Matthew Carter, a former politics tutor at York University, last week began his role as general secretary of the Labour Party.
Aged only 31, he has had a meteoric rise through the ranks since joining Labour in 1998 as a local organiser in Teesside and Durham, where he worked closely with staff in Tony Blair's constituency.
Mr Carter was the Southwest regional director at the last election and saw all of Labour's MPs returned, as well as gaining the Tory seat of South Dorset. He then became assistant general secretary and was interviewed for the top job but lost out to David Triesman, former general secretary of the Association of University Teachers.
Mr Carter had to wait only two years before moving up after his boss was appointed to the House of Lords.
Mr Carter is said to be on "relatively good terms" with the large unions, despite having what The Times called a "reputation as an intellectual".
He completed a doctoral thesis on ethical socialism at York and has published two books: T. H. Green and the Development of Ethical Socialism last year and The People's Party: The History of the Labour Party , co-written with Tony Wright MP in 1997.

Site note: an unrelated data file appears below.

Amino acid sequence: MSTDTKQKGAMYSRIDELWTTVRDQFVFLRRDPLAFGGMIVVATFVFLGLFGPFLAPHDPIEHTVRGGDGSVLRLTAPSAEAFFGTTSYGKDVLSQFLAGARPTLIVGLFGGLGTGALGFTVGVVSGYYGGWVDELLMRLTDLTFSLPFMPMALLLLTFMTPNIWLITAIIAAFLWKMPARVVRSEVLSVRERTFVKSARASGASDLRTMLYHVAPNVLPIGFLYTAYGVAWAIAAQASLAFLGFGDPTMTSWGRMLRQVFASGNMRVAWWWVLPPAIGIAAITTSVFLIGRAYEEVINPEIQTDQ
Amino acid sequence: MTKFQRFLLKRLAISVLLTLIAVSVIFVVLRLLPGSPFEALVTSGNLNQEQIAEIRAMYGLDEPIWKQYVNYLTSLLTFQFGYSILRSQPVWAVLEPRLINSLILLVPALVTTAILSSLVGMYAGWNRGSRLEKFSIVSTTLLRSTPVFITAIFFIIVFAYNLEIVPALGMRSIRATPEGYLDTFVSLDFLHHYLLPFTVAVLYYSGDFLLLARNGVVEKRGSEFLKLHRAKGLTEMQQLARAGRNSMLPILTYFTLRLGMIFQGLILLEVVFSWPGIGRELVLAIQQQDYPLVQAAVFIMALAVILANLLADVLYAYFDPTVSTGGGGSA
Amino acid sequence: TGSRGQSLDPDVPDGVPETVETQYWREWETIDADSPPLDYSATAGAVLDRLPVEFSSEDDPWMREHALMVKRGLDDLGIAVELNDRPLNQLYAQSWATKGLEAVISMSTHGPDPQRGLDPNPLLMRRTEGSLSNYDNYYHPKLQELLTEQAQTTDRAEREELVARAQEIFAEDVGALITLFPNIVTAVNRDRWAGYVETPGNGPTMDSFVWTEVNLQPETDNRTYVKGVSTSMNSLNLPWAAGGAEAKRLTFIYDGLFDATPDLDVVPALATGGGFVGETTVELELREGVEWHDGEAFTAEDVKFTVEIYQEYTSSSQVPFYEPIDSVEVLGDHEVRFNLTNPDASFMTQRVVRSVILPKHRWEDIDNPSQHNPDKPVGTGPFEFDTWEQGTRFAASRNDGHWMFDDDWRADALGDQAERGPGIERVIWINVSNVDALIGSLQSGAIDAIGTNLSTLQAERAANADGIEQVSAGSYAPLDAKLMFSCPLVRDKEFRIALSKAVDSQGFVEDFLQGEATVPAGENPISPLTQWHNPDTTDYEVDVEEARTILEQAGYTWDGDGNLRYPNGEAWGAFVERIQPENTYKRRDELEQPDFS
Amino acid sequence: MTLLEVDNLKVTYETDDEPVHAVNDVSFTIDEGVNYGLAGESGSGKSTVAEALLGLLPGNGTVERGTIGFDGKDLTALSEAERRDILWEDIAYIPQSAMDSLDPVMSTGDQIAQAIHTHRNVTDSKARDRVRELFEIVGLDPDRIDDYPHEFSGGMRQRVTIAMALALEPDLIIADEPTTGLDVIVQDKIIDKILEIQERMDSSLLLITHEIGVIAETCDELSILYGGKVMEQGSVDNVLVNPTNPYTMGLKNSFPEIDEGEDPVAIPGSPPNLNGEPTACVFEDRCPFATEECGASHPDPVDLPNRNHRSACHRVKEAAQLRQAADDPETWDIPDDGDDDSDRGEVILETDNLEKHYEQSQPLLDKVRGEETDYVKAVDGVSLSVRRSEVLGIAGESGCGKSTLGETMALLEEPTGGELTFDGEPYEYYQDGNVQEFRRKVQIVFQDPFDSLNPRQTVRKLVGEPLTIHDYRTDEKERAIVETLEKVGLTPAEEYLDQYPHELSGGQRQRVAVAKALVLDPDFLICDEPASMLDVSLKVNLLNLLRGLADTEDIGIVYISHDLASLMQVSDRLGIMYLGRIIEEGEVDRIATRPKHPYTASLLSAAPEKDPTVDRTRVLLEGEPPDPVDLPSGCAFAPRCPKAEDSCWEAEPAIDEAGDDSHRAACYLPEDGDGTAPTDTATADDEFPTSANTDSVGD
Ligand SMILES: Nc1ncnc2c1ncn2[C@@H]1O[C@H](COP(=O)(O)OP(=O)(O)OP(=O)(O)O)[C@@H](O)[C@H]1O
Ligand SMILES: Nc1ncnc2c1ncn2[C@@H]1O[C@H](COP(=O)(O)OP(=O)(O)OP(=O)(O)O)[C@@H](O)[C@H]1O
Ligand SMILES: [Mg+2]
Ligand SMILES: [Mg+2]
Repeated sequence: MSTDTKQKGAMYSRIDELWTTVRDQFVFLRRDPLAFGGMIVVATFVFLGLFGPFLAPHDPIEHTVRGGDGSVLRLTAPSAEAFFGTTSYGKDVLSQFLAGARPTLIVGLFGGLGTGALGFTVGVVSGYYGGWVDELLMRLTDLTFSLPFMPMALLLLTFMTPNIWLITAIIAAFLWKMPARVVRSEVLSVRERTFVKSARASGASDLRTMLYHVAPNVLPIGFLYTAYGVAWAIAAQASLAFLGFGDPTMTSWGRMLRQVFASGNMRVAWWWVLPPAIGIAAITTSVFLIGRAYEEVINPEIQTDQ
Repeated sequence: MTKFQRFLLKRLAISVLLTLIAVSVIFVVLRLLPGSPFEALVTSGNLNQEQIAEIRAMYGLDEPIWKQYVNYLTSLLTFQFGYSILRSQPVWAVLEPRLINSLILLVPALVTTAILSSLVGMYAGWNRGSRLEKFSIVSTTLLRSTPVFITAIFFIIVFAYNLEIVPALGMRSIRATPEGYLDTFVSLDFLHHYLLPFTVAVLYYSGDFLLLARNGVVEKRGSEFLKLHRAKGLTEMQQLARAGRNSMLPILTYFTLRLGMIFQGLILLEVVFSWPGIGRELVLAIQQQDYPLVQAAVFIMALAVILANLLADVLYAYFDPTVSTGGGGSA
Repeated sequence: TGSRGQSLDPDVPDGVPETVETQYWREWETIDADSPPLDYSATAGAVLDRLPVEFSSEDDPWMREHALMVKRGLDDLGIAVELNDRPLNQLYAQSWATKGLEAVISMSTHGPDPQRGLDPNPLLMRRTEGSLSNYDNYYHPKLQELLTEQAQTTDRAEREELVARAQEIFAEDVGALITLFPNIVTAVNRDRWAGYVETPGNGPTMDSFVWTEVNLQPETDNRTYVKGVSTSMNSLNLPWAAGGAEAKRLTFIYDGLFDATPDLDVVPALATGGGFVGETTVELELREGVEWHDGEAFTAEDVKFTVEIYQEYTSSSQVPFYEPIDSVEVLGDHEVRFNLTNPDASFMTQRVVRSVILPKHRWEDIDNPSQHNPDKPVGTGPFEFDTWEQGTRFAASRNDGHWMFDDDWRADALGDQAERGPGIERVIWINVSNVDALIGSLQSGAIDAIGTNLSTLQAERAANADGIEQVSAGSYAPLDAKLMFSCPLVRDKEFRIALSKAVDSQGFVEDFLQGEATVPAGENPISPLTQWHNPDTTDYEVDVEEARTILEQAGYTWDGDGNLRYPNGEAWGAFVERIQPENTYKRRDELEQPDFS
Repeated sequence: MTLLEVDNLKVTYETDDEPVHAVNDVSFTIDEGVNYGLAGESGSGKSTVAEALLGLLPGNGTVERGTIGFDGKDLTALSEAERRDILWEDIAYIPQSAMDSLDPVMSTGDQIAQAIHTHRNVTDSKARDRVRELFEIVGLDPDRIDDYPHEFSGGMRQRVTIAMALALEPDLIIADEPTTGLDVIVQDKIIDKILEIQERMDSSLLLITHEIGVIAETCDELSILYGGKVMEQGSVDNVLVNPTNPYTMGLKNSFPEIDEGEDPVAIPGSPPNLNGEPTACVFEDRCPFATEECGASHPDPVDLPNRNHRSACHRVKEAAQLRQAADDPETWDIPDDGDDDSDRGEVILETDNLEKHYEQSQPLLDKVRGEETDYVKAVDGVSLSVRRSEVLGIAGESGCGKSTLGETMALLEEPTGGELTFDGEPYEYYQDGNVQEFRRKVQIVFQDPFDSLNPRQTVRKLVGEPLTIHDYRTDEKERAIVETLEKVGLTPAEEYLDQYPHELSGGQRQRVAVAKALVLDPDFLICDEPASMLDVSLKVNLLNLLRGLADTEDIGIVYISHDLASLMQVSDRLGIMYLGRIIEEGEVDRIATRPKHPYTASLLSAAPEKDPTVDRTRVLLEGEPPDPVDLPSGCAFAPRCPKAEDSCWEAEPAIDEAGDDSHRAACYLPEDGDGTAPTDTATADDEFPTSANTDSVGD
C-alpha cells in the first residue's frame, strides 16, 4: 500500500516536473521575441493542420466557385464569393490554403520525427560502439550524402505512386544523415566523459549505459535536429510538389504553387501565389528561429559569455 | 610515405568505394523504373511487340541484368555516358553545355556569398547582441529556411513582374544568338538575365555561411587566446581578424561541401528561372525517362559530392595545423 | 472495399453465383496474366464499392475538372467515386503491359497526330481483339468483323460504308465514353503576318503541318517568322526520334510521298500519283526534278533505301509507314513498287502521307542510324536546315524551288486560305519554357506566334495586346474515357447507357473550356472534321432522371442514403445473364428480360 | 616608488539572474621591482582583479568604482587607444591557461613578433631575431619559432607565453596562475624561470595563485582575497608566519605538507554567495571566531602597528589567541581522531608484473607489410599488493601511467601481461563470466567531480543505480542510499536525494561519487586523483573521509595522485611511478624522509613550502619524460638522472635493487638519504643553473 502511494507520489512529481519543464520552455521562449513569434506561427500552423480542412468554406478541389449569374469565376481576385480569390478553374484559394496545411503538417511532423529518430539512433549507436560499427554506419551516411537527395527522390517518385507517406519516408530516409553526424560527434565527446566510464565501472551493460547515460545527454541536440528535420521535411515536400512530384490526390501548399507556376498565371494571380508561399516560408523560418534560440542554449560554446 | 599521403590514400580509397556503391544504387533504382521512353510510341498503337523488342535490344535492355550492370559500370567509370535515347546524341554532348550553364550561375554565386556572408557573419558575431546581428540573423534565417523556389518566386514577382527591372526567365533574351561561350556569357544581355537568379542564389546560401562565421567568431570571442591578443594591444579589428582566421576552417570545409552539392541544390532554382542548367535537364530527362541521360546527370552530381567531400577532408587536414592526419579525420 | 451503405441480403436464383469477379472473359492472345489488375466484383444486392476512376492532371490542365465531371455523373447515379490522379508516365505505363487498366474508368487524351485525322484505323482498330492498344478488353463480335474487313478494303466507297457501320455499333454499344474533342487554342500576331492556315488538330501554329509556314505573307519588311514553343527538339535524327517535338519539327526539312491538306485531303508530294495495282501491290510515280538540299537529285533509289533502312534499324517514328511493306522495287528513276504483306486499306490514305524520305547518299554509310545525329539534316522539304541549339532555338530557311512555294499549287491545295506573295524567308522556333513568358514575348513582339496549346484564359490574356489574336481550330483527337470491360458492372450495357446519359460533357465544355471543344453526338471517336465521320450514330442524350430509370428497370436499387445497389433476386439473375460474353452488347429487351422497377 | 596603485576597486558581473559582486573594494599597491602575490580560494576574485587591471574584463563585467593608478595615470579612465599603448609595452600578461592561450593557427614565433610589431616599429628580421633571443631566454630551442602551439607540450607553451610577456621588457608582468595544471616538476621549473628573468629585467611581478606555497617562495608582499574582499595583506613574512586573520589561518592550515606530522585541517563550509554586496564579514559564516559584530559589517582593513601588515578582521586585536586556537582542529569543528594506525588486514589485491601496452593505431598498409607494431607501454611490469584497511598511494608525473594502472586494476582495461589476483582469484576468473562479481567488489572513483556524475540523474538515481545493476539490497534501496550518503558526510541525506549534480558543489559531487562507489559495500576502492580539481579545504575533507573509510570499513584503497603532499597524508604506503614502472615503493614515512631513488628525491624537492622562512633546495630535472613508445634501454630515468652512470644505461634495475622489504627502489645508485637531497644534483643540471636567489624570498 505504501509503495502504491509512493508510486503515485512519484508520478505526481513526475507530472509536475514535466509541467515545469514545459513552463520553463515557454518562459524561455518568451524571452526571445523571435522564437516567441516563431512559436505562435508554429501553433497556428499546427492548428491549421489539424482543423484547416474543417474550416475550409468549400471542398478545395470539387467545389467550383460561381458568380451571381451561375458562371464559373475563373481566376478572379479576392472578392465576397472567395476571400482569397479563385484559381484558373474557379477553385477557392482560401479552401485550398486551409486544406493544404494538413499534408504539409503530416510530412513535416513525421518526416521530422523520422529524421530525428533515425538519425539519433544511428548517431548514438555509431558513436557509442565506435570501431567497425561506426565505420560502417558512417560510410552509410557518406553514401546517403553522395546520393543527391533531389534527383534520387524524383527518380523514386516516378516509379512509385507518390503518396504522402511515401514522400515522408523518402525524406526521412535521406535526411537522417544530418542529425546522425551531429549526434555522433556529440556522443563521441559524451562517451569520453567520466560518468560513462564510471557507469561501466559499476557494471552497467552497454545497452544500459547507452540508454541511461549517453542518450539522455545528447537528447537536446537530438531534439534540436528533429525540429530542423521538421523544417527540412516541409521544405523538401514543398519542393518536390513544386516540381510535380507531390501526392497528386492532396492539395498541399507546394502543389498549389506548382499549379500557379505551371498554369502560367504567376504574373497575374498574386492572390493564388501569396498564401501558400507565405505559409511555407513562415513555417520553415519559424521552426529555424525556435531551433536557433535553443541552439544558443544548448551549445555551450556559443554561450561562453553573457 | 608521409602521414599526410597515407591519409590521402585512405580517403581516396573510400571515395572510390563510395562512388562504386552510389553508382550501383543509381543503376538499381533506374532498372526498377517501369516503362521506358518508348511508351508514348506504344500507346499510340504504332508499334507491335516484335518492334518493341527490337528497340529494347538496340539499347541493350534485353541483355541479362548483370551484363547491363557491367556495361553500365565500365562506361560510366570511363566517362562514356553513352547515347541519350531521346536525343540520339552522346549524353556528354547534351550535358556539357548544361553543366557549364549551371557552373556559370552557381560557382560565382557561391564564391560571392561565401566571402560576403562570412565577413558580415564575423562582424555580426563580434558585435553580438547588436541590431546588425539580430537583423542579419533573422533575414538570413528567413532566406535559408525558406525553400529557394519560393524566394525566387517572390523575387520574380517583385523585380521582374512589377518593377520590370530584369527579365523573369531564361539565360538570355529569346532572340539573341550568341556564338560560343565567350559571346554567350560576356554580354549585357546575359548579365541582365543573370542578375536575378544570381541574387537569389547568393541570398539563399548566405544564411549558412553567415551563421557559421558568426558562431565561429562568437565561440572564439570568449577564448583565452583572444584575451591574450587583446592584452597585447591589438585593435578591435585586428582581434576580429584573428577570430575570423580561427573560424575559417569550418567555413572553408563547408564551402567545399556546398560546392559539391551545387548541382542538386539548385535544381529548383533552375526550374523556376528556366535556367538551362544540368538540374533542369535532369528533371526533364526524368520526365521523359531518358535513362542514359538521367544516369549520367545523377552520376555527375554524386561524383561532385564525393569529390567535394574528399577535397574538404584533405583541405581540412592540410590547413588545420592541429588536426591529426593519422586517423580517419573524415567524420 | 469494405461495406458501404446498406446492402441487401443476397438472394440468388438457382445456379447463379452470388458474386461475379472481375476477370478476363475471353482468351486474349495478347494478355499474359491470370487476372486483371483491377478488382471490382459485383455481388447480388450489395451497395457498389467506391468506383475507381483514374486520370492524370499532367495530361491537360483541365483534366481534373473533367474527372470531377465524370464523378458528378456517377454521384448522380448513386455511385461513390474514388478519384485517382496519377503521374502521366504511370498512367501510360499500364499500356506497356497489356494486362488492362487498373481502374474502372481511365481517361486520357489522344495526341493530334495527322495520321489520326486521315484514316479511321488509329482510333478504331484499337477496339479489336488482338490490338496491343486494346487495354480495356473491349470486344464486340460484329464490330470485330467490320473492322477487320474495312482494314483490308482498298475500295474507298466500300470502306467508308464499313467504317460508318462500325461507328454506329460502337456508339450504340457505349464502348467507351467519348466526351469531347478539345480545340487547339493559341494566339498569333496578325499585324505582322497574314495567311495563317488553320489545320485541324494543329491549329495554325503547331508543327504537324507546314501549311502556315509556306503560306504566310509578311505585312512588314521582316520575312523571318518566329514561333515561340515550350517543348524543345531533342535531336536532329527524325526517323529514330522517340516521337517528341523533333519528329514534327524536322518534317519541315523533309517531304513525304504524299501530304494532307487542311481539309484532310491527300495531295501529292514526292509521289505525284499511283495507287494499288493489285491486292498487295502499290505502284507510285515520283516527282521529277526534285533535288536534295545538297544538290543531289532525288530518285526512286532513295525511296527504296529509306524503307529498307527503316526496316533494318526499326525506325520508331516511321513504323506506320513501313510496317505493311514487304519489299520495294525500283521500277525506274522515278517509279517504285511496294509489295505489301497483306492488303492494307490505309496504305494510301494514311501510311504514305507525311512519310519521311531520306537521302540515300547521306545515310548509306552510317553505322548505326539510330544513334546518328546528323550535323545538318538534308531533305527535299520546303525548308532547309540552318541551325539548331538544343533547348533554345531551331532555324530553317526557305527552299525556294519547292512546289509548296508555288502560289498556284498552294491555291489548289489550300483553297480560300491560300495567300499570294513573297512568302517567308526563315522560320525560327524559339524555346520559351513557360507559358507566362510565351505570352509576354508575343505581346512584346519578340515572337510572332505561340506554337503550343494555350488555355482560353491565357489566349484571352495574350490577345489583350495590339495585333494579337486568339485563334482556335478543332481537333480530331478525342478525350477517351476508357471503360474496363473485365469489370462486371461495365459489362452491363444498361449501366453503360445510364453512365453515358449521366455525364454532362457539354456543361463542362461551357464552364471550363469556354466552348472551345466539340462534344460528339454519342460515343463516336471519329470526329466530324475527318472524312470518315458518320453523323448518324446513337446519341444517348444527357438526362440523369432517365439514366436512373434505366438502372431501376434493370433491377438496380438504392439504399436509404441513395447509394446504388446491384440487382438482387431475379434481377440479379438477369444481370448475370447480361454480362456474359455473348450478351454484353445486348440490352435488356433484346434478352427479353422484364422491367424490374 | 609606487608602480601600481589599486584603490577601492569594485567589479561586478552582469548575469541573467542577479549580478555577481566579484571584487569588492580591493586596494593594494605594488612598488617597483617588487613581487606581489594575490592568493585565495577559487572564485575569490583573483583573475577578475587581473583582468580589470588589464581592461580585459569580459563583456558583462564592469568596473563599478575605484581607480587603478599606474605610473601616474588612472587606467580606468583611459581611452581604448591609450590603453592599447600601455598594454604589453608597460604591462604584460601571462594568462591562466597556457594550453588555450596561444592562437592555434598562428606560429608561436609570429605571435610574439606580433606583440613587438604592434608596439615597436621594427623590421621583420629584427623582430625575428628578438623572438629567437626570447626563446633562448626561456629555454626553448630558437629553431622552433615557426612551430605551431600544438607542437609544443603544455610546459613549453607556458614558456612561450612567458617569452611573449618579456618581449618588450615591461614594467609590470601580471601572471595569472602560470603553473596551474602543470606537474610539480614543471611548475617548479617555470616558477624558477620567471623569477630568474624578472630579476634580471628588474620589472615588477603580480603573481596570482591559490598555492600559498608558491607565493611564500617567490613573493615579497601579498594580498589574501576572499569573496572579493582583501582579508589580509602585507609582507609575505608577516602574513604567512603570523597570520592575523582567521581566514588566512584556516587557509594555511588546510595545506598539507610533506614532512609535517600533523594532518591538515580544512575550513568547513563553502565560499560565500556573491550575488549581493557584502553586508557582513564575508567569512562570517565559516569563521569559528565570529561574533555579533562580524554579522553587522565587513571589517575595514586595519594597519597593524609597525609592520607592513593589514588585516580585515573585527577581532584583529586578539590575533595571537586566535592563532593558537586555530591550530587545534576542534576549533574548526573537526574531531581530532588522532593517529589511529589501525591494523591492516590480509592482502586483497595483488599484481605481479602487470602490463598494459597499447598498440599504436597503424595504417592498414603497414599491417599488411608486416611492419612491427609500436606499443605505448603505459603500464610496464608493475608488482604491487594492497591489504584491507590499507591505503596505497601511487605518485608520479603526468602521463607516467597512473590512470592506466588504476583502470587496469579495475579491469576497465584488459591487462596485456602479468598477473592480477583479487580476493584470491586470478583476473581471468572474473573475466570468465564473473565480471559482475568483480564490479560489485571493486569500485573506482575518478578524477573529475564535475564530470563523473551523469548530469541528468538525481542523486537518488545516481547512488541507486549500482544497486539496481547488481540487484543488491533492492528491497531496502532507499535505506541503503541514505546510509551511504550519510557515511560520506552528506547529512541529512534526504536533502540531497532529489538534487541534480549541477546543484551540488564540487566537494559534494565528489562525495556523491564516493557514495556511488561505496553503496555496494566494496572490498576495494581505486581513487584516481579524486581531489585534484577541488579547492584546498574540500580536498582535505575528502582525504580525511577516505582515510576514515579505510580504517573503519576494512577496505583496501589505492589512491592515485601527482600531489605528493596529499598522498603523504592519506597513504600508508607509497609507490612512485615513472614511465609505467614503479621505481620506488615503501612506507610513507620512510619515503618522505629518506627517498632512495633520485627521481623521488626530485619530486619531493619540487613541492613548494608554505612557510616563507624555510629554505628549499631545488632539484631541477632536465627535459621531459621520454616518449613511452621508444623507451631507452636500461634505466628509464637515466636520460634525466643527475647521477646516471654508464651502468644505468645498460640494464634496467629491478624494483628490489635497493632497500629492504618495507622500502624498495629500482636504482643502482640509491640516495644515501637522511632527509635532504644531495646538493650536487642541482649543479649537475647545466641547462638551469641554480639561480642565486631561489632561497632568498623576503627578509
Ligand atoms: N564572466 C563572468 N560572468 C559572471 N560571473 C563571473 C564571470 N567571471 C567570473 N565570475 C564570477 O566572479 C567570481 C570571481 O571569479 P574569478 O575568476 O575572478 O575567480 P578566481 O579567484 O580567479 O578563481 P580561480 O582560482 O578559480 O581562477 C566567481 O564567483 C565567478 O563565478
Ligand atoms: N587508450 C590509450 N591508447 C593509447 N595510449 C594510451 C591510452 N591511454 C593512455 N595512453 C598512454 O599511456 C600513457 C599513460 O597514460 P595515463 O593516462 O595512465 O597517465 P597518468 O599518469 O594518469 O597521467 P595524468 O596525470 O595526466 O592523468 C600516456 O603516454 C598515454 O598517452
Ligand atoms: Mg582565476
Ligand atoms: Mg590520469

Reviewing the latter for i, Jad Adams noted that the work was "far from impartial about disputes within the party".
In 1997, The Independent on Sunday put Mr Carter on its list of people likely to be Labour Cabinet members within two decades. However, like many before him, he fumbled his first attempt at entering politics, failing to win the Tory-held Vale of York seat that year.
Mr Carter cited four election defeats and Thatcherism as his catalysts for pursuing a political career. He is keen to see greater "openness and consensual politics".
Mr Carter, who is married and has two children, lists walking in the Lake District, running and supporting Grimsby Town FC as his interests.